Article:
Symptoms of opioid overdoses include slow breathing, heart rate and pulse. Opioid overdoses can also cause pinpoint pupils, and xanh rớt lips and nails due đồ sộ low levels of oxygen in the blood. A person experiencing an opioid overdose might also have muscle spasms, seizures and decreased consciousness. A person experiencing an opiate overdose usually will not wake up even if their name is called or if they are shaken vigorously.
The drugs or toxins that are most frequently involved in overdose and death (grouped by ICD-10):
Masking undesired taste may impair judgement of the potency, which is a factor in overdosing. For example, lean is usually created as a drinkable mixture, the cough syrup is combined with soft drinks, especially fruit-flavored drinks such as Sprite, Mountain Dew or Fanta, and is typically served in a foam cup. A hard candy, usually a Jolly Rancher, may be added đồ sộ give the mixture a sweeter flavor.
The substance that has been taken may often be determined by asking the person. However, if they will not, or cannot, due đồ sộ an altered level of consciousness, provide this information, a tìm kiếm of the trang chủ or questioning of friends and family may be helpful.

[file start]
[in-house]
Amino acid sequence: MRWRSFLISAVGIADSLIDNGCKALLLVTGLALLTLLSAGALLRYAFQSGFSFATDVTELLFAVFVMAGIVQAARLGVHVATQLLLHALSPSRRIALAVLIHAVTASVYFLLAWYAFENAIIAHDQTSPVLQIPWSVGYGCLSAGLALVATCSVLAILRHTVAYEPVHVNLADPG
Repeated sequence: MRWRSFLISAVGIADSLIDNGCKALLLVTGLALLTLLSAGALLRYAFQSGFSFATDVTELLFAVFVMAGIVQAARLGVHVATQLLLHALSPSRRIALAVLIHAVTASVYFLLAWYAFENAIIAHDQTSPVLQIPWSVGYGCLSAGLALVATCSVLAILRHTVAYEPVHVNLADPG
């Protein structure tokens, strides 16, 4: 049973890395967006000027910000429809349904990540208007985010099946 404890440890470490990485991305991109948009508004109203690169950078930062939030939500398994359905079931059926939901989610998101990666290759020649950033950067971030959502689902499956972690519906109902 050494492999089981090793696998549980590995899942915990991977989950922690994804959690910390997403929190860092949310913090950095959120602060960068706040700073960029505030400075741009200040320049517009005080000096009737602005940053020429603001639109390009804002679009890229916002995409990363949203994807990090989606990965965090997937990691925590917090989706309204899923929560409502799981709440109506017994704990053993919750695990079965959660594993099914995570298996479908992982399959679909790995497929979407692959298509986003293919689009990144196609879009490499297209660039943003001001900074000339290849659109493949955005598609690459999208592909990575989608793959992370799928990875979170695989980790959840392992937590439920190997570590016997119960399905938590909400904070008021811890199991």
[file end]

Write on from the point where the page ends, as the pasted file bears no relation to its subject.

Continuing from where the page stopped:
Examination for toxidromes, drug testing, or laboratory test may be helpful. Other laboratory test such as glucose, urea and electrolytes, paracetamol levels and salicylate levels are typically done. Negative drug-drug interactions have sometimes been misdiagnosed as an acute drug overdose, occasionally leading đồ sộ the assumption of suicide.
The distribution of naloxone đồ sộ injection drug users and other opioid drug users decreases the risk of death from overdose. The Centers for Disease Control and Prevention (CDC) estimates that U.S. programs for drug users and their caregivers prescribing take-home doses of naloxone and training on its utilization are estimated đồ sộ have prevented 10,000 opioid overdose deaths. Healthcare institution-based naloxone prescription programs have also helped reduce rates of opioid overdose in the U.S. state of North Carolina, and have been replicated in the U.S. military. Nevertheless, scale-up of healthcare-based opioid overdose interventions is limited by providers' insufficient knowledge and negative attitudes towards prescribing take-home naloxone đồ sộ prevent opioid overdose. Programs training police and fire personnel in opioid overdose response using naloxone have also shown promise in the U.S.